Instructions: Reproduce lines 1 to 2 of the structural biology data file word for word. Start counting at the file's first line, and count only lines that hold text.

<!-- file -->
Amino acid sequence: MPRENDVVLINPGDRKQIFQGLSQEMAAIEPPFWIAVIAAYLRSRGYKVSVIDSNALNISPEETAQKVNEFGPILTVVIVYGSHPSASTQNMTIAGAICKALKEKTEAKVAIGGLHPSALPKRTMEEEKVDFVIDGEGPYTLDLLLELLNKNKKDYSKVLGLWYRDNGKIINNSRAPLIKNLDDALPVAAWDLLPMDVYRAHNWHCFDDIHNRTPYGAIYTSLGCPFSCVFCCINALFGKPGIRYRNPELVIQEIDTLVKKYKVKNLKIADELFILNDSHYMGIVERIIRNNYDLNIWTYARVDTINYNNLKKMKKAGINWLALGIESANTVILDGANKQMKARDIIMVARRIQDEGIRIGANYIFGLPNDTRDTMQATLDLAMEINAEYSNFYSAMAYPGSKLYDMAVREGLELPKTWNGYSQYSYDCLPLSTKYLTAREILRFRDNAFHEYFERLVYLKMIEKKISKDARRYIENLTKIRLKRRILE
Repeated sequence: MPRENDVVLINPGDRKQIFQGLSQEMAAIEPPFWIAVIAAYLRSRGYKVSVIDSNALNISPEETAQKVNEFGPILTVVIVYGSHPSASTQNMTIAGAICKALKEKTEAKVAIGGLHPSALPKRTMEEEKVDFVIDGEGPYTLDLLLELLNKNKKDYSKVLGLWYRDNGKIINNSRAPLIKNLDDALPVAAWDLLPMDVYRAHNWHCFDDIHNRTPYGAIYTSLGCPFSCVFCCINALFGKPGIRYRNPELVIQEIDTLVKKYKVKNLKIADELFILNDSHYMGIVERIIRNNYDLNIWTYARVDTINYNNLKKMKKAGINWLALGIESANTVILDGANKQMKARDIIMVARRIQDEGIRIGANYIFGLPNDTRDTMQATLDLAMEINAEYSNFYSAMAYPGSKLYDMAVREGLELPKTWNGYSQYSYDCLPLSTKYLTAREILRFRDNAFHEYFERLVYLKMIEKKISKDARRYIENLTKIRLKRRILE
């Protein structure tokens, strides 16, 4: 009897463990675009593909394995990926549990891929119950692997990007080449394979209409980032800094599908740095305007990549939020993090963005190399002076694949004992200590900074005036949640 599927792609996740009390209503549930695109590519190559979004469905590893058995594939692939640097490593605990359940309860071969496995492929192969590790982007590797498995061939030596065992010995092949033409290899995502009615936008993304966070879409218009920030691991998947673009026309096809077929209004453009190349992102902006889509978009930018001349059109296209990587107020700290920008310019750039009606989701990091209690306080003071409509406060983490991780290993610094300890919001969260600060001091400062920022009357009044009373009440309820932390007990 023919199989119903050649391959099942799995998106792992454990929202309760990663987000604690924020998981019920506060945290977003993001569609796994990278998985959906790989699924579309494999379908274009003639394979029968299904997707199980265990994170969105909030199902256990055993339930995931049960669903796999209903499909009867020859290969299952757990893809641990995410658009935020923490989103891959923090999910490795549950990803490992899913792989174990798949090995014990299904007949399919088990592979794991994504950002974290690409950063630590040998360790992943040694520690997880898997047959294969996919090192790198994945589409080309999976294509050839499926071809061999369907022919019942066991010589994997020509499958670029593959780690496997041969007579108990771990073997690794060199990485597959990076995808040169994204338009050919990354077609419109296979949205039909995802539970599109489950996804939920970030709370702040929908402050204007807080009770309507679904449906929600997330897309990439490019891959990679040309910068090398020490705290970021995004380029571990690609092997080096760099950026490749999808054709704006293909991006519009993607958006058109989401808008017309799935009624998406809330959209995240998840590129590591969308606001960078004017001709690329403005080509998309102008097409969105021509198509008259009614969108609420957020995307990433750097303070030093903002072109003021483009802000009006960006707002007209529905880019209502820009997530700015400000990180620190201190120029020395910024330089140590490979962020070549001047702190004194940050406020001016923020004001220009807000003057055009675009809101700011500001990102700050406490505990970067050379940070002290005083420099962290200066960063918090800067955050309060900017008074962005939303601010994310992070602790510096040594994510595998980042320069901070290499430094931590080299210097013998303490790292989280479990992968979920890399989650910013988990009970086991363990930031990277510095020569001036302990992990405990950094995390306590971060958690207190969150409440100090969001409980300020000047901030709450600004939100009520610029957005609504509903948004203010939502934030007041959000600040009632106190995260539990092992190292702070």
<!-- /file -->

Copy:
Amino acid sequence: MPRENDVVLINPGDRKQIFQGLSQEMAAIEPPFWIAVIAAYLRSRGYKVSVIDSNALNISPEETAQKVNEFGPILTVVIVYGSHPSASTQNMTIAGAICKALKEKTEAKVAIGGLHPSALPKRTMEEEKVDFVIDGEGPYTLDLLLELLNKNKKDYSKVLGLWYRDNGKIINNSRAPLIKNLDDALPVAAWDLLPMDVYRAHNWHCFDDIHNRTPYGAIYTSLGCPFSCVFCCINALFGKPGIRYRNPELVIQEIDTLVKKYKVKNLKIADELFILNDSHYMGIVERIIRNNYDLNIWTYARVDTINYNNLKKMKKAGINWLALGIESANTVILDGANKQMKARDIIMVARRIQDEGIRIGANYIFGLPNDTRDTMQATLDLAMEINAEYSNFYSAMAYPGSKLYDMAVREGLELPKTWNGYSQYSYDCLPLSTKYLTAREILRFRDNAFHEYFERLVYLKMIEKKISKDARRYIENLTKIRLKRRILE
Repeated sequence: MPRENDVVLINPGDRKQIFQGLSQEMAAIEPPFWIAVIAAYLRSRGYKVSVIDSNALNISPEETAQKVNEFGPILTVVIVYGSHPSASTQNMTIAGAICKALKEKTEAKVAIGGLHPSALPKRTMEEEKVDFVIDGEGPYTLDLLLELLNKNKKDYSKVLGLWYRDNGKIINNSRAPLIKNLDDALPVAAWDLLPMDVYRAHNWHCFDDIHNRTPYGAIYTSLGCPFSCVFCCINALFGKPGIRYRNPELVIQEIDTLVKKYKVKNLKIADELFILNDSHYMGIVERIIRNNYDLNIWTYARVDTINYNNLKKMKKAGINWLALGIESANTVILDGANKQMKARDIIMVARRIQDEGIRIGANYIFGLPNDTRDTMQATLDLAMEINAEYSNFYSAMAYPGSKLYDMAVREGLELPKTWNGYSQYSYDCLPLSTKYLTAREILRFRDNAFHEYFERLVYLKMIEKKISKDARRYIENLTKIRLKRRILE